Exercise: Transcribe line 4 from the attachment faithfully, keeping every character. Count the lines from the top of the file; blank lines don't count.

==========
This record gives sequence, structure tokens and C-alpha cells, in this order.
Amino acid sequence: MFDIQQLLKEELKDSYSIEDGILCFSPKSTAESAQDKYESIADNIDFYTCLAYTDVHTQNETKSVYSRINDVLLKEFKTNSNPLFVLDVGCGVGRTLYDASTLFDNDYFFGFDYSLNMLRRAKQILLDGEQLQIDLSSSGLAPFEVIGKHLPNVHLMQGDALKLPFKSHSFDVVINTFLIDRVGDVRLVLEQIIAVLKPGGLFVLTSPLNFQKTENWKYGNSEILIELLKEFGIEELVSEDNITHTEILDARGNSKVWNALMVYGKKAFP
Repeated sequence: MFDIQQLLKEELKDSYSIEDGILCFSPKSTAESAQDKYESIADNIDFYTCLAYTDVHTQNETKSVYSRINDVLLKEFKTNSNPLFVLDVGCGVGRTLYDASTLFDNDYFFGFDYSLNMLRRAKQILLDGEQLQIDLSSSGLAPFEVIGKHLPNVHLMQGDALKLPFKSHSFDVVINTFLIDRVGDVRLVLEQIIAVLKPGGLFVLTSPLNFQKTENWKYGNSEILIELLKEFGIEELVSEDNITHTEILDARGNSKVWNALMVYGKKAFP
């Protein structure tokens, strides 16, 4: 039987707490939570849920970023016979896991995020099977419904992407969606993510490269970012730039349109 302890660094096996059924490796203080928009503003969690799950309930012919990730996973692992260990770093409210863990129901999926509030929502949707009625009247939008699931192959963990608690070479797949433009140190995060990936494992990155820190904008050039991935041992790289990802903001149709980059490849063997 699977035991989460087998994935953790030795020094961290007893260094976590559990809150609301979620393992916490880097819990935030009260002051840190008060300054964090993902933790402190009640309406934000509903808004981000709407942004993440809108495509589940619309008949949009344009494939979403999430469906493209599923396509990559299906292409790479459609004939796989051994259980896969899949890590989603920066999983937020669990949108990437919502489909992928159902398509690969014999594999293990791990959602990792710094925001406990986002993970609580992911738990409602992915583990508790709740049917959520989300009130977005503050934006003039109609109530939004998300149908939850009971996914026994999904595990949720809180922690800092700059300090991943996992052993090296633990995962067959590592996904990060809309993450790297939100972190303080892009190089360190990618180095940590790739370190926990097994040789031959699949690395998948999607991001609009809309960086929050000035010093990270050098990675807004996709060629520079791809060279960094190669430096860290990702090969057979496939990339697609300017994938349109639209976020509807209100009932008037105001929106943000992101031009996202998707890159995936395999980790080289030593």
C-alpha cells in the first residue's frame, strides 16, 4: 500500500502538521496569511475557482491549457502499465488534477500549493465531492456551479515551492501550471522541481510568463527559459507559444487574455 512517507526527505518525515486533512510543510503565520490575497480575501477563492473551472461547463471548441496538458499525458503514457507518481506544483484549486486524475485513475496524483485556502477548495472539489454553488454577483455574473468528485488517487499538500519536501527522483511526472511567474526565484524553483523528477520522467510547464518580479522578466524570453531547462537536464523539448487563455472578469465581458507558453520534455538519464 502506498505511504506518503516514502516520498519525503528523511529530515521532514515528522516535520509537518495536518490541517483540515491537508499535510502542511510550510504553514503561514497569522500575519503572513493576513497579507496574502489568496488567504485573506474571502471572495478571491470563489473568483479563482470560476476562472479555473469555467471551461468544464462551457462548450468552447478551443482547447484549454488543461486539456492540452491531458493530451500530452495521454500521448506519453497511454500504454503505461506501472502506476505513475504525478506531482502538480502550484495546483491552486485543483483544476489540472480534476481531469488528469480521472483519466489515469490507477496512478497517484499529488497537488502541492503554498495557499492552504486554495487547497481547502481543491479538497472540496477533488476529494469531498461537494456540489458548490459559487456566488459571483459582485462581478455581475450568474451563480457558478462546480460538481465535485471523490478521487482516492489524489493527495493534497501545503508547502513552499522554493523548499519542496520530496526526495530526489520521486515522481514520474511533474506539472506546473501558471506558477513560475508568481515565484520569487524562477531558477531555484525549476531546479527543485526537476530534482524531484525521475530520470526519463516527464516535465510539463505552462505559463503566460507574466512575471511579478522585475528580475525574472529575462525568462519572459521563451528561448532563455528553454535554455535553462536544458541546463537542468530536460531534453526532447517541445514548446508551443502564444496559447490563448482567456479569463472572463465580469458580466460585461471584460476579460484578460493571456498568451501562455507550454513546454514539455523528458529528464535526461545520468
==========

């Protein structure tokens, strides 16, 4: 039987707490939570849920970023016979896991995020099977419904992407969606993510490269970012730039349109 302890660094096996059924490796203080928009503003969690799950309930012919990730996973692992260990770093409210863990129901999926509030929502949707009625009247939008699931192959963990608690070479797949433009140190995060990936494992990155820190904008050039991935041992790289990802903001149709980059490849063997 699977035991989460087998994935953790030795020094961290007893260094976590559990809150609301979620393992916490880097819990935030009260002051840190008060300054964090993902933790402190009640309406934000509903808004981000709407942004993440809108495509589940619309008949949009344009494939979403999430469906493209599923396509990559299906292409790479459609004939796989051994259980896969899949890590989603920066999983937020669990949108990437919502489909992928159902398509690969014999594999293990791990959602990792710094925001406990986002993970609580992911738990409602992915583990508790709740049917959520989300009130977005503050934006003039109609109530939004998300149908939850009971996914026994999904595990949720809180922690800092700059300090991943996992052993090296633990995962067959590592996904990060809309993450790297939100972190303080892009190089360190990618180095940590790739370190926990097994040789031959699949690395998948999607991001609009809309960086929050000035010093990270050098990675807004996709060629520079791809060279960094190669430096860290990702090969057979496939990339697609300017994938349109639209976020509807209100009932008037105001929106943000992101031009996202998707890159995936395999980790080289030593």